As noted below, I'm taking anything Wilson says with large amounts of salt from here on out, but I see no particular reason to doubt this. (Note: If true, this means that the FBI won't have any problem finding at least four of the relevant reporters.)

But Yousefzadeh also ignores the MSNBC story, to which Andrea Mitchell is listed as a contributor, which reports that Mitchell was called by White House officials peddling the story, though not until after the Novak column had run.

Clifford May at NRO simply tries to change the subject, questioning why Wilson was sent on the mission in the first place, and adding that some ex-government official had told him about Plame's identity before he read about it Novak's column, as if that had anything to do with the criminality of making her identity part of the public record. Again, the CIA conclusion reported by MSNBC seems to dispose of the question May tries to raise.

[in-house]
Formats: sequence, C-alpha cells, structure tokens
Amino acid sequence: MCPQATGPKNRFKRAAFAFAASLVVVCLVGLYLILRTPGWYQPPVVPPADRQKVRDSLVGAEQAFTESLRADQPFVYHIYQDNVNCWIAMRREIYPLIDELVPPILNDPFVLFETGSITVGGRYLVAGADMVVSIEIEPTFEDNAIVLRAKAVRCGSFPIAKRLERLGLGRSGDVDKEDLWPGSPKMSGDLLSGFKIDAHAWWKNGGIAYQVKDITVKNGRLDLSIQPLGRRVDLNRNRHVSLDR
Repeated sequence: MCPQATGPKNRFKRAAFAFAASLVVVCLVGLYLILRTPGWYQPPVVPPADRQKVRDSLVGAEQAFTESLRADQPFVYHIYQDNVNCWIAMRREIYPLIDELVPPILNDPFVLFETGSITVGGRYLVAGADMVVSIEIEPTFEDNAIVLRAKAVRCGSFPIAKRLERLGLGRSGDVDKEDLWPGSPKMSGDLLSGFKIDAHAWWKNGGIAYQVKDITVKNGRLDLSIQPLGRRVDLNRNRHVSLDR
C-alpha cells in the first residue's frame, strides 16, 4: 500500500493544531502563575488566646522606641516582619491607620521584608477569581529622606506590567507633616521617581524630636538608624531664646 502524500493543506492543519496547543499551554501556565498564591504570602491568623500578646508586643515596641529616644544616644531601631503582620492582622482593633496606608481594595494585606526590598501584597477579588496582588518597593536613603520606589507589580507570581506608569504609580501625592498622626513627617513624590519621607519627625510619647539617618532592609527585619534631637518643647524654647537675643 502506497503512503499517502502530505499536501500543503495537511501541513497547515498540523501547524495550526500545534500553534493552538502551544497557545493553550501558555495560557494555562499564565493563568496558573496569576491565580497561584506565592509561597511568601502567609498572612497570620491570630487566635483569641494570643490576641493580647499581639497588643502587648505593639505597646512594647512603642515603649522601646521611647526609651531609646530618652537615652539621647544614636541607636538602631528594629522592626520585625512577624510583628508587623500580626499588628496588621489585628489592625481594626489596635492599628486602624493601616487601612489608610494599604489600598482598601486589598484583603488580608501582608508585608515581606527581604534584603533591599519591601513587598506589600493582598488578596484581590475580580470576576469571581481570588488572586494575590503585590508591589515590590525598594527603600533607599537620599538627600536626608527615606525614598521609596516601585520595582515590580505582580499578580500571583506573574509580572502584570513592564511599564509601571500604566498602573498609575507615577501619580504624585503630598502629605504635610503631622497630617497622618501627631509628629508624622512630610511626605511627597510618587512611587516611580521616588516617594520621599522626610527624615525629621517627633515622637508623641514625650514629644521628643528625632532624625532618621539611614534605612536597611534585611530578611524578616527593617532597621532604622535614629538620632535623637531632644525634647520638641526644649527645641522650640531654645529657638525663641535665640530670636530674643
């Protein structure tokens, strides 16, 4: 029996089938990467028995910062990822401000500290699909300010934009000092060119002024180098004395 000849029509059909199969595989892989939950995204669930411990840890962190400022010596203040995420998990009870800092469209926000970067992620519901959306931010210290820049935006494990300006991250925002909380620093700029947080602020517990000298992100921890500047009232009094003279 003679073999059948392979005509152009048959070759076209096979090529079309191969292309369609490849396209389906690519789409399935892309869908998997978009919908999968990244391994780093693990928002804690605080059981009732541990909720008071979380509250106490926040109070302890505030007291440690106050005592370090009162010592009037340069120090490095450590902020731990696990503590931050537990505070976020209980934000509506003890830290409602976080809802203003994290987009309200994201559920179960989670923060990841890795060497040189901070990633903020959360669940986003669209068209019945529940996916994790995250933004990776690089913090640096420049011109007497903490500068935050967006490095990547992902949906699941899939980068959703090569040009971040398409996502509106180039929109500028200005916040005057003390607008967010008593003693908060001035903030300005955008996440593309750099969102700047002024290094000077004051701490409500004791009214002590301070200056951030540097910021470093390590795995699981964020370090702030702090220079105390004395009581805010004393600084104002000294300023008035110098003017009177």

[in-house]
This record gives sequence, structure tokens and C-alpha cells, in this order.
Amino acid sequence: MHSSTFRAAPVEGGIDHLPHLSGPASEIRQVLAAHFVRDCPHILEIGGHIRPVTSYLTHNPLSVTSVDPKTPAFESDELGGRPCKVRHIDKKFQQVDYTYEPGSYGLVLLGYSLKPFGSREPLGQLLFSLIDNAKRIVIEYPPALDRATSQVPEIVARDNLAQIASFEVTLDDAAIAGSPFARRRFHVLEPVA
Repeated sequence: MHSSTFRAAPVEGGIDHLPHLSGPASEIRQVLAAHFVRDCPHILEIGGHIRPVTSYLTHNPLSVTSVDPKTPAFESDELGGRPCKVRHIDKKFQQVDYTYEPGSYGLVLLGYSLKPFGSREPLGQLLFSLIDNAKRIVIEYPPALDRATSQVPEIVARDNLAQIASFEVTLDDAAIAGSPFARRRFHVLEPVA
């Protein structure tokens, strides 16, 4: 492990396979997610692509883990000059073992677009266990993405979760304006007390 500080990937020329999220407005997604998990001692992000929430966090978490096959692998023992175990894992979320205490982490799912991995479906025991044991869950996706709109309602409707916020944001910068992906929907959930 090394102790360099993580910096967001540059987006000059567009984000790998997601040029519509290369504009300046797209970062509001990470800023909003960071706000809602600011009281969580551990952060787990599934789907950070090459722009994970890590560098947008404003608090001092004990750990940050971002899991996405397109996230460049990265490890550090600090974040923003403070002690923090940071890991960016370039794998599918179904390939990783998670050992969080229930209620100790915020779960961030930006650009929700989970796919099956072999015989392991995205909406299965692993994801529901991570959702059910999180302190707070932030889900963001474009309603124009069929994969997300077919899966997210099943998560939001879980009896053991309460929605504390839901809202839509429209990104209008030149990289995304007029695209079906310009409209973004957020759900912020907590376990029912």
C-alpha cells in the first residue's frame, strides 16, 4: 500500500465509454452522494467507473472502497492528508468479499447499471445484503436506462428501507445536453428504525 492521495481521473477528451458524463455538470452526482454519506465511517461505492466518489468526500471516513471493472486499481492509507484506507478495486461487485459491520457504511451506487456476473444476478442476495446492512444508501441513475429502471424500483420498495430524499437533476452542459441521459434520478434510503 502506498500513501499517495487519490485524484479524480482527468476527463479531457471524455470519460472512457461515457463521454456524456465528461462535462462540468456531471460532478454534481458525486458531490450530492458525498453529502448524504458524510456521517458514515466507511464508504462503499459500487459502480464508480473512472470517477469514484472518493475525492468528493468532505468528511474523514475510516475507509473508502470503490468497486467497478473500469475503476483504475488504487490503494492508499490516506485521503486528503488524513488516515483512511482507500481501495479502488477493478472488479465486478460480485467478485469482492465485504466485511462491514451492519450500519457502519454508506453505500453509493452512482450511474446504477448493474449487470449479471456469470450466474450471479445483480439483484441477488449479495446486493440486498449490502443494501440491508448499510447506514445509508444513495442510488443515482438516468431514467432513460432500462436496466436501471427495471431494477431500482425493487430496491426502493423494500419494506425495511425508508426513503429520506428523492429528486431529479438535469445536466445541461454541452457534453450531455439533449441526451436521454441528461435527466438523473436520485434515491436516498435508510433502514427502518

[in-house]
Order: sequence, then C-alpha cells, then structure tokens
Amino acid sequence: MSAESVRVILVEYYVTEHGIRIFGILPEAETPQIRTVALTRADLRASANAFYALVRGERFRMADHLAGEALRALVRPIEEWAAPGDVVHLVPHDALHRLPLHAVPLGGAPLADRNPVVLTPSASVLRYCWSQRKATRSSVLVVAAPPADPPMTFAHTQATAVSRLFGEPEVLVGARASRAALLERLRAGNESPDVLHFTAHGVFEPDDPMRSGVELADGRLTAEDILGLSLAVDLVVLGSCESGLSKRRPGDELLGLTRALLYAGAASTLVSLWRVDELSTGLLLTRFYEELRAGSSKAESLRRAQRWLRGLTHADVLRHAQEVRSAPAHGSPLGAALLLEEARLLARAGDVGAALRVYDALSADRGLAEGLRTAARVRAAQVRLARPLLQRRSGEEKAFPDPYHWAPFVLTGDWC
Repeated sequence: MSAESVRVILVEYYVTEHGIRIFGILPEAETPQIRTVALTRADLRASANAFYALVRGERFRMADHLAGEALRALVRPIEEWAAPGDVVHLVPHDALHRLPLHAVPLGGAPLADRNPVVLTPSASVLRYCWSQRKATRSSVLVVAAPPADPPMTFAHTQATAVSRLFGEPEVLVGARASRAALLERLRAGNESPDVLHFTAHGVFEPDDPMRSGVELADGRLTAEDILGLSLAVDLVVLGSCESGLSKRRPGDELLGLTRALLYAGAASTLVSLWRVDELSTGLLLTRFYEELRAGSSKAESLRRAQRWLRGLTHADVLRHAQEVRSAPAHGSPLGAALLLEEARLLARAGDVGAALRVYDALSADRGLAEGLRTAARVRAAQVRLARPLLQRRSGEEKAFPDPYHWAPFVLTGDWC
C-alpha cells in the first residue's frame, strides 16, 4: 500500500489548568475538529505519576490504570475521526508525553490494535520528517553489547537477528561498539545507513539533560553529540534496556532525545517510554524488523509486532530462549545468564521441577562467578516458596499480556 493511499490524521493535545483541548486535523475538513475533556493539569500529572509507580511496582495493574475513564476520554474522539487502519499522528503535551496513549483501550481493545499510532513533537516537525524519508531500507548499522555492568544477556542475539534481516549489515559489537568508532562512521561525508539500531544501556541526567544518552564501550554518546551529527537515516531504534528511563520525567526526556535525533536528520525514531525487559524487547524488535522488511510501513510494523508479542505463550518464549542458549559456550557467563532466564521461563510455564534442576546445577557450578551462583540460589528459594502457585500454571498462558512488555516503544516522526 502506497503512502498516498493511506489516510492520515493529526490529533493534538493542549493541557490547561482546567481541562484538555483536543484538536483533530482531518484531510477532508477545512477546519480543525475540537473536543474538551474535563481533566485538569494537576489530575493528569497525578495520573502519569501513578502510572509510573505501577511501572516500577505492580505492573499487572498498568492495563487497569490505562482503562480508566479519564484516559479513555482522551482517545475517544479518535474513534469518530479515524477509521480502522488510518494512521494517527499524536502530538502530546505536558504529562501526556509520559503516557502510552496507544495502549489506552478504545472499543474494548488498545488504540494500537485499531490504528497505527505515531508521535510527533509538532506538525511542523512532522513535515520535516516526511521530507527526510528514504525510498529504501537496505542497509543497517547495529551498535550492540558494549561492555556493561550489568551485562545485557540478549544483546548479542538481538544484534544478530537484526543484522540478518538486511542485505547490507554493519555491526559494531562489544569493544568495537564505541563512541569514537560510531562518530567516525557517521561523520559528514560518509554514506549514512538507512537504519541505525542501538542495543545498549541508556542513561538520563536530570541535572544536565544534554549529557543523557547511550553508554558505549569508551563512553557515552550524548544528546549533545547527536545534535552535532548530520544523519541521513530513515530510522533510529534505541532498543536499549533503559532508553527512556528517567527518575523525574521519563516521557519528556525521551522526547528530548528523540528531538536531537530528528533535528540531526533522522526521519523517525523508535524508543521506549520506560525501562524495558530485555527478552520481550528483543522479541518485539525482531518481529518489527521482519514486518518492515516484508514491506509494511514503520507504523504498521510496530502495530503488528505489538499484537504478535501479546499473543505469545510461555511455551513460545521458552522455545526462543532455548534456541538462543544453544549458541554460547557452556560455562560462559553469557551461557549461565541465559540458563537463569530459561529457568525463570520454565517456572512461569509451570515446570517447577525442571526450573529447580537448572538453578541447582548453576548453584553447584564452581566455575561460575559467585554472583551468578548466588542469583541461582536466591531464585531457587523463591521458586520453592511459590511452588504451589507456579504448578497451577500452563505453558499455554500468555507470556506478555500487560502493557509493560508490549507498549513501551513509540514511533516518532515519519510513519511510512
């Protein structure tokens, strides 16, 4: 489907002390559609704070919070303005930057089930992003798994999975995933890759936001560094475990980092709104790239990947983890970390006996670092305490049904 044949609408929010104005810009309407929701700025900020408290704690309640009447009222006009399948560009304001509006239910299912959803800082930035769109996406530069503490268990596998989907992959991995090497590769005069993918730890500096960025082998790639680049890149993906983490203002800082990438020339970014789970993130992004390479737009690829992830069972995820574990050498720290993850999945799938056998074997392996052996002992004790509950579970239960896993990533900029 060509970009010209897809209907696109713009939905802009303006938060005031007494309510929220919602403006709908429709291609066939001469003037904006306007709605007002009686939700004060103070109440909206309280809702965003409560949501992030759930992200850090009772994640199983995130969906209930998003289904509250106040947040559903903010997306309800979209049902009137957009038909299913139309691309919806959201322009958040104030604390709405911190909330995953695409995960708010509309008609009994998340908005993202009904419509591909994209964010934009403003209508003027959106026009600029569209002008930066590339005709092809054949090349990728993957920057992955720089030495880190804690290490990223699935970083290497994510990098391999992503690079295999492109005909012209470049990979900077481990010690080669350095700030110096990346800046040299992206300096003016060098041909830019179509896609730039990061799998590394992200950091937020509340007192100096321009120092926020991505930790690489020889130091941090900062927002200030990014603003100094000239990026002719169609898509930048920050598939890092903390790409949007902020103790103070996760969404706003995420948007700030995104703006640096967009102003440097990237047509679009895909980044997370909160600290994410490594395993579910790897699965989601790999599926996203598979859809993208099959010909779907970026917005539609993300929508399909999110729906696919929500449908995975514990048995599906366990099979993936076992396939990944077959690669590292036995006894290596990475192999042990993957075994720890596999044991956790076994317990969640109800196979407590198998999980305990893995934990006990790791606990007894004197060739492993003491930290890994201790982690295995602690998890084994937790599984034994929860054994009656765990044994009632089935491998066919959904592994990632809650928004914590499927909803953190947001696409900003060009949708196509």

Daniel Drezner, having spoken out in the strongest terms over the weekend, is much more guarded today; he takes May's question seriously (and doesn't compare it with the Mike Allen story, though he does cite the MSNBC account) He also follows Josh Marshall in putting more emphasis than I would on change in phrasing from Allen's Sunday story, which mentioned "two top White House officials," to Monday's story, mentioning "two White House officials." (Note that the source, a "senior Administration official," has also been demoted to "an Administration official." I suspect that either Allen or his editor simply decided to dispense with some adjectives.)